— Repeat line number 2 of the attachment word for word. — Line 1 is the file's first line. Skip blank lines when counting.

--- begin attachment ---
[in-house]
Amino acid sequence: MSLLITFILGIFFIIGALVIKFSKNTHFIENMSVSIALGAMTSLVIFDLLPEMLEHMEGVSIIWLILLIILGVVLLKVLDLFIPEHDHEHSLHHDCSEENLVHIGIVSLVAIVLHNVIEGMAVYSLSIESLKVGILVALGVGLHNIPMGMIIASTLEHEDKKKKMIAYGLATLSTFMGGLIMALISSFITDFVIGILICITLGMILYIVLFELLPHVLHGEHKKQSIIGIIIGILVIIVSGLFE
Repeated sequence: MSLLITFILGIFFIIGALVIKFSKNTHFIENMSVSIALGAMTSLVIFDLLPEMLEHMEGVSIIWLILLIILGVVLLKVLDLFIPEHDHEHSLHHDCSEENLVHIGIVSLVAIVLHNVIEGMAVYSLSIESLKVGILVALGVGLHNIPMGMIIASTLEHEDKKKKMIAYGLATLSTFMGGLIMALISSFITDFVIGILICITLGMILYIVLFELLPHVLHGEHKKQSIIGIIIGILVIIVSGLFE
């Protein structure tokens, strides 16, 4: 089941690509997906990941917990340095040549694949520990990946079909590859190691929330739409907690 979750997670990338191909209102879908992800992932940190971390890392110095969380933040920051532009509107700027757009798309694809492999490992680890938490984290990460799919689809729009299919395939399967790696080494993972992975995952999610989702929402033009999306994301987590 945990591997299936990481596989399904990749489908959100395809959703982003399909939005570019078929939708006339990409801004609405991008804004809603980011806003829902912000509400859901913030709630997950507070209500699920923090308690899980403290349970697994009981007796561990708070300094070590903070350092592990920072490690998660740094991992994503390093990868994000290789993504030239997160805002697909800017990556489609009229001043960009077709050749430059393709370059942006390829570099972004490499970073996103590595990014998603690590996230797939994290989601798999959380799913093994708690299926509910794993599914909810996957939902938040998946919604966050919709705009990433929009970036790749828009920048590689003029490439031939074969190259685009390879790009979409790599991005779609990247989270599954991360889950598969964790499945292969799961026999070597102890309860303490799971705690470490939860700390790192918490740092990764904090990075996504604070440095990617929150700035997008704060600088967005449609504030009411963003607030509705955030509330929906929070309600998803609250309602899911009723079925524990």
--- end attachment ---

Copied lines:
Amino acid sequence: MSLLITFILGIFFIIGALVIKFSKNTHFIENMSVSIALGAMTSLVIFDLLPEMLEHMEGVSIIWLILLIILGVVLLKVLDLFIPEHDHEHSLHHDCSEENLVHIGIVSLVAIVLHNVIEGMAVYSLSIESLKVGILVALGVGLHNIPMGMIIASTLEHEDKKKKMIAYGLATLSTFMGGLIMALISSFITDFVIGILICITLGMILYIVLFELLPHVLHGEHKKQSIIGIIIGILVIIVSGLFE